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Ocular Allergy Resource Center

Nonpharmacologic care for ocular allergiesAllergic diseases have greatly increased in industrialized countries. About 30 percent of people suffer from allergic symptoms, and from 40 to 80 percent of these have ocular symptoms.1 We all prescribe topical medicines for our patients with ocular allergies; their use has become almost second nature. These medications do a truly remarkable job of helping our patients who suffer from seasonal or perennial ocular allergies. I like to temper these pharmacologic recommendations with some common sense ideas that will complement the pharmacological treatment and greatly alleviate the patient’s symptomatology.
Tacrolimus drops associated with improvement of refractory allergic ocular diseaseAccording to a study recently published in the British Journal of Ophthalmology from Kochi Medical School in Japan, “tacrolimus eye drops are highly effective in treating allergic conjunctivitis with proliferative lesions and/or corneal involvement, and may reduce or replace topical steroid use.”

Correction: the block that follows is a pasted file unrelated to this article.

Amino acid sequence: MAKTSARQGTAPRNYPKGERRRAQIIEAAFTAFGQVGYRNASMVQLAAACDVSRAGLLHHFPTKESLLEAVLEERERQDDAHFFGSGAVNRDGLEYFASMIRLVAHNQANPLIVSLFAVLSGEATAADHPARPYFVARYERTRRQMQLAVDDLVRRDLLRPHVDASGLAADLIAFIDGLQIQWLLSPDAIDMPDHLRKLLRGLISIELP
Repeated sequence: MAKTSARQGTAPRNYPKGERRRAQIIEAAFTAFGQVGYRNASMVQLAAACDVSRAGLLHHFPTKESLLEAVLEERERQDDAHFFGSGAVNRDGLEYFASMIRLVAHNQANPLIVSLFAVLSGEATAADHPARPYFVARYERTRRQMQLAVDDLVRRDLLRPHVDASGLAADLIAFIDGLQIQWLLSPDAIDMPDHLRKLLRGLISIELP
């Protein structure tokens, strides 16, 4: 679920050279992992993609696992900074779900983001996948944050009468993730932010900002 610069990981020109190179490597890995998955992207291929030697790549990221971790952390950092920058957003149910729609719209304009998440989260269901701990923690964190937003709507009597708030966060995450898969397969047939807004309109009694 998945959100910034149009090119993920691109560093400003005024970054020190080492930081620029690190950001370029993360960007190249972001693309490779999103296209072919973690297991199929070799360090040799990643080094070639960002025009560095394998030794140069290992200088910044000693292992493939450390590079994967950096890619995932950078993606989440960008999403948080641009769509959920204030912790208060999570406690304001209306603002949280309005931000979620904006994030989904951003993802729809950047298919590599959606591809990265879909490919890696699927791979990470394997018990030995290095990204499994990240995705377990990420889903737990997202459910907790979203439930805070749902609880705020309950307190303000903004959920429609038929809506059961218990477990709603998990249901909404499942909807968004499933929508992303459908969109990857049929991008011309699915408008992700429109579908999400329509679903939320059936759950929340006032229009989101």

Nasal sprays for allergiesLike a lot of folks, I suffer from seasonal allergies. While the red, watery eyes do spring up (no pun intended), this time of year I am much more bothered by the constant, unrelenting runny nose accompanying my seasonal allergy attacks. Which shouldn’t be surprising. —42% of patients suffering from allergic conjunctivitis also experience symptoms of allergic rhinitis (AR).
From the American Academy of Ophthalmology Annual Meeting: Pediatric treatments for allergic ocular disease improveRecent advances in treatments of allergic ocular disease are available to help relieve the signs and symptoms in pediatric patients.